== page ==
In Grand Falls-Windsor

The Salmonid Interpretation Centre (tel. 709/489-7350;, across the river from the mill, is a good little detour. Finding the place is a bit of a trick, but the center is more interesting than you might think. Not only will you get a good view of the rocky gorge through which the river tumbles, but you can also watch Atlantic salmon laboring up the fish ladder -- which is not a "ladder" in the conventional sense, but rather a series of concrete pools linked by short waterfalls that leads to a holding tank. The fish are counted before one final gate is opened and they continue their upstream journeys unhindered. Inside, you descend to an observation area below to watch the salmon through aquariumlike walls. The fish are surprisingly majestic, though the exhibits themselves are a bit dull. The restaurant here offers basic and reasonably priced meals.

The center is open mid-June to mid-September daily from 8am to 8pm. Admission is C$3 adults, C$2 for seniors and children.

Back across the river in Grand Falls is the Mary March Regional Museum at 24 St. Catherine St. (tel. 709/292-4522). It honors a Beothuk Indian who was captured in 1819 at Red Indian Lake; she died of tuberculosis after a year in captivity. The museum also describes Newfoundland's 5,000 years of inhabitation, from early Maritime Archaic Indians on through the Paleo-Eskimo, Beothuk, Mi'kmaq, and (eventually) Europeans. Intriguing artifacts such as ancient stone gouges and the geometrically incised game pieces and pendants of the Beothuk are displayed. The museum also offers a perspective on the local pulp and paper industry, and the coming of the railway. It's open from late April through mid-October, daily from 9am to 4:45pm. Admission is C$2.50 adults, free for visitors under 18.

In Twillingate

As you reach Twillingate's harbor on Route 340, you'll arrive at a "T" intersection at Main Street. You can turn right or left; both directions merit exploration.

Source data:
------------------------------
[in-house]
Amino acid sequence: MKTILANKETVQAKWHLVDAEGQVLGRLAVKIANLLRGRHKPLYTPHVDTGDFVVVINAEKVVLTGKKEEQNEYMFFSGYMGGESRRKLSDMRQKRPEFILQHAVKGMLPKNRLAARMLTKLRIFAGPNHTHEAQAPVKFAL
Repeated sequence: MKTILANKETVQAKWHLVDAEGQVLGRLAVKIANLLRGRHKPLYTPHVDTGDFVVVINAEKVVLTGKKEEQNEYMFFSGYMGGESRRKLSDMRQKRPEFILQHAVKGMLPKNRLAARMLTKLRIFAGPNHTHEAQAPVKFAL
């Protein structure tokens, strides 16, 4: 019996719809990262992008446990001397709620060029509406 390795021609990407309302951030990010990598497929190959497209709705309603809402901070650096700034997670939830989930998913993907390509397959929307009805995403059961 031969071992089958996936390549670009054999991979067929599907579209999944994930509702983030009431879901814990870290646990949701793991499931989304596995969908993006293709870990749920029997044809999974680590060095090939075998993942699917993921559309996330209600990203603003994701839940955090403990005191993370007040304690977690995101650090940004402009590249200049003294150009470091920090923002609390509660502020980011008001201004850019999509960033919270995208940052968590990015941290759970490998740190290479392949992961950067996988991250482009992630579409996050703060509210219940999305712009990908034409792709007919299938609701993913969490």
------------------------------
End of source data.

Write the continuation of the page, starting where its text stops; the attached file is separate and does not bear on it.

Turning left leads to the north island, Long Point, and the region's most prominent lighthouse. Along the way you'll pass the Twillingate Museum & Craft Shop (tel. 709/884-2825; housed in a 1914 white clapboard building that was formerly the rectory of St. Peter's Anglican Church. Inside the handsome home you'll find displays of goods that might have been found in this community late in the 19th century, such as hooked rugs, cranberry glass, dolls, and fashions. There's also a display of local artifacts from the Maritime Indian culture and a display about Georgina Stirling, a local soprano who was once the toast of European opera houses (performing as Madame Toulinguet); she's buried nearby at St. Peter's Church, by the way. The museum houses a decent gift shop with a little selection of hand-knit sweaters, food products, and local history books. It's open daily from May through October, 9am to 8pm. There's a small admissions charge.

The road to Long Point passes through a few tiny communities before entering undeveloped barrens riven with coves and cliffs. Seabreeze Municipal Park has picnic tables and dramatic hiking trails along the cliffs. The rusted equipment in the meadows is from a short-lived copper mine that operated here briefly in the early 20th century, while the tracks of ancient lava flows in the cliff faces will interest rockhounds.